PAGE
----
City officials in Nashua, N.H. gave a proverbial gut hook to a measure last week that would have prohibited residents from skinning or dressing game in their yards or otherwise outside on their private residential property.
A large and vocal contingent of hunters was on hand for the August 20 meeting in which aldermen heard comments on the proposal to prohibit the outdoor slaughter, dressing or skinning of animals or fowl.
“At first glance, this ordinance is broadly viewed as an anti-hunting effort,” Rick Olson, president of the New Hampshire Wildlife Federation told those in attendance. “This is an infringement upon sportsmen rights.”
The Nashua Union Leader reported that the ordinance granted an exception to “wild game or fowl (legally taken for sport and not to be sold), or poultry and livestock that are dressed in an enclosed area not open to public view.”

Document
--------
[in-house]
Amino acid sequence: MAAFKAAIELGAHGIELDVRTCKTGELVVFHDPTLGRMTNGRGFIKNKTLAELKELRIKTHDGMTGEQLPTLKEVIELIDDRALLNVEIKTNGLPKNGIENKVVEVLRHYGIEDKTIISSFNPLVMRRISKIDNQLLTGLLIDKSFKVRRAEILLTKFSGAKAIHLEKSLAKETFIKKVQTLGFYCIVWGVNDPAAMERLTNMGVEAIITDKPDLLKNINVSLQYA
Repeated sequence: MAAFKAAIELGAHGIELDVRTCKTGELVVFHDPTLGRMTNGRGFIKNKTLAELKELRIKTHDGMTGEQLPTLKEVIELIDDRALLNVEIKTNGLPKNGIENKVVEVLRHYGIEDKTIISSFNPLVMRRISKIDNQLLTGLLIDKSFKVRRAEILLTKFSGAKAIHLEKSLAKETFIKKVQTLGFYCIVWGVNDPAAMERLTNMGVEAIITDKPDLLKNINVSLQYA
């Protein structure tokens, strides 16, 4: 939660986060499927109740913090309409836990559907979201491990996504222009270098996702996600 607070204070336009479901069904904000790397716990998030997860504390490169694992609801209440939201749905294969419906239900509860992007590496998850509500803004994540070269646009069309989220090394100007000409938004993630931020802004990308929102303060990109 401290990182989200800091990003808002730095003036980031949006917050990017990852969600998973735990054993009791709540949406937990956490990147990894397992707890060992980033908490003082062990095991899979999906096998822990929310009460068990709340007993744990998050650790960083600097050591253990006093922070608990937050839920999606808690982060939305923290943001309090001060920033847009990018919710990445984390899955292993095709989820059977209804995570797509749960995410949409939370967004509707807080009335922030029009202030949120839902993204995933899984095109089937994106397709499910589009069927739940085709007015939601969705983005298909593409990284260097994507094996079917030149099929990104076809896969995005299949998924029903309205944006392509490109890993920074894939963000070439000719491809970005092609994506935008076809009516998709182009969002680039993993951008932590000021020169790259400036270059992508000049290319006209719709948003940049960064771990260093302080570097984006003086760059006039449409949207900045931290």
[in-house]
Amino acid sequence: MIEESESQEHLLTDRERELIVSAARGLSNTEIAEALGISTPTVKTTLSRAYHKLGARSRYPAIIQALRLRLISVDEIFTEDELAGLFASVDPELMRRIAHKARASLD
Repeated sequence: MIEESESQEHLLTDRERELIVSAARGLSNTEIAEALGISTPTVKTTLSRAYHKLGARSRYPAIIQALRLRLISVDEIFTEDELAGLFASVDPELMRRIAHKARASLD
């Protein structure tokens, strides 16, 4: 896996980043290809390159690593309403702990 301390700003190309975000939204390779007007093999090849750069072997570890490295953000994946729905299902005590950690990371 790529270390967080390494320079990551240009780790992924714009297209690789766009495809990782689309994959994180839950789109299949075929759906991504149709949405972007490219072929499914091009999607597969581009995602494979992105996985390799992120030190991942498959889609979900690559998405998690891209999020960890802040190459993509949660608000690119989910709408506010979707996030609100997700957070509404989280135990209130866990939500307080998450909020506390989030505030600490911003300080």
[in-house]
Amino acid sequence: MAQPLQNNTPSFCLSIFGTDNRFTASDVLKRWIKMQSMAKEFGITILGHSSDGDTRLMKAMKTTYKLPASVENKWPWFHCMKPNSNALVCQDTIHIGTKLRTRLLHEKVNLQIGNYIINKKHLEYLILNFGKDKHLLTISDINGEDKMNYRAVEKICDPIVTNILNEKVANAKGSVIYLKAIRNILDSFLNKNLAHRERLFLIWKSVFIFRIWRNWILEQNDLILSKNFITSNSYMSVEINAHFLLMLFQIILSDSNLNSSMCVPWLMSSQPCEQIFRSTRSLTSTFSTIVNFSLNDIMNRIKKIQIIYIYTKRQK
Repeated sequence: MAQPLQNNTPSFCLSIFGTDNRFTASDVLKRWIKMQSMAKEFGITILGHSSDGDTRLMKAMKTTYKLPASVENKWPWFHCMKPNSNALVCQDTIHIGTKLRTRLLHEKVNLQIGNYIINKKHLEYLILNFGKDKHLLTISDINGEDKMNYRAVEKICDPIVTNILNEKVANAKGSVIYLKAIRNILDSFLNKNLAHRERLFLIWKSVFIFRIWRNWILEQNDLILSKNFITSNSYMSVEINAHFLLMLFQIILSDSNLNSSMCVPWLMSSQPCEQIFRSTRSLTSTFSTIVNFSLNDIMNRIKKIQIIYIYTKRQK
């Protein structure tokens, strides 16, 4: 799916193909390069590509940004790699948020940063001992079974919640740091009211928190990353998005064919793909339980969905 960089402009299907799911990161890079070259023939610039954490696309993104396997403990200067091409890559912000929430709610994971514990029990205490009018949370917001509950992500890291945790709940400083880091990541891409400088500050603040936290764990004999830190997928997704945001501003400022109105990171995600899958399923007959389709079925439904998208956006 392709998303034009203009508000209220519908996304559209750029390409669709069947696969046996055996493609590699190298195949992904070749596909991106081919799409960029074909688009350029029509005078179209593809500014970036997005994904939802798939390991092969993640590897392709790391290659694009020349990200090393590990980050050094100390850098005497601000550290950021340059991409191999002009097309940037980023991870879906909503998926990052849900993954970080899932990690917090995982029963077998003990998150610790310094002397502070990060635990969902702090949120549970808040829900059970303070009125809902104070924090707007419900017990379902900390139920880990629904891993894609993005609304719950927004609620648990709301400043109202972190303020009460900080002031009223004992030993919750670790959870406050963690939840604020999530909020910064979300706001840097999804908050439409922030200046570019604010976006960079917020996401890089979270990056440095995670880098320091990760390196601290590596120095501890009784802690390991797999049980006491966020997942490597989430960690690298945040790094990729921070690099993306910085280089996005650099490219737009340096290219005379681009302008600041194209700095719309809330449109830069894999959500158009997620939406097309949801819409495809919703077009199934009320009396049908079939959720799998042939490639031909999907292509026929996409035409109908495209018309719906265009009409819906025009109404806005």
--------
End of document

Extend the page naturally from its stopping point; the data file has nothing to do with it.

Alderman-at-Large Mark Cookson, who said he proposed the ordinance after receiving complaints from constituents, explained it was never his intent to limit or discourage hunting.
“The essence of it is to allow neighbors that don’t want to see it the ability to have it done in a private area so that it is not done in their front yard,” Cookson said.
Robert Valade, a hunter education instructor for more than 40 years, urged city officials to dismiss the “frivolous” legislation, adding the immediate dressing of wild game and the preparation of meat is part of the hunting experience. The Nashua Board of Alderman agreed to indefinitely postpone action on the measure, effectively ending any imminent potential of its implementation.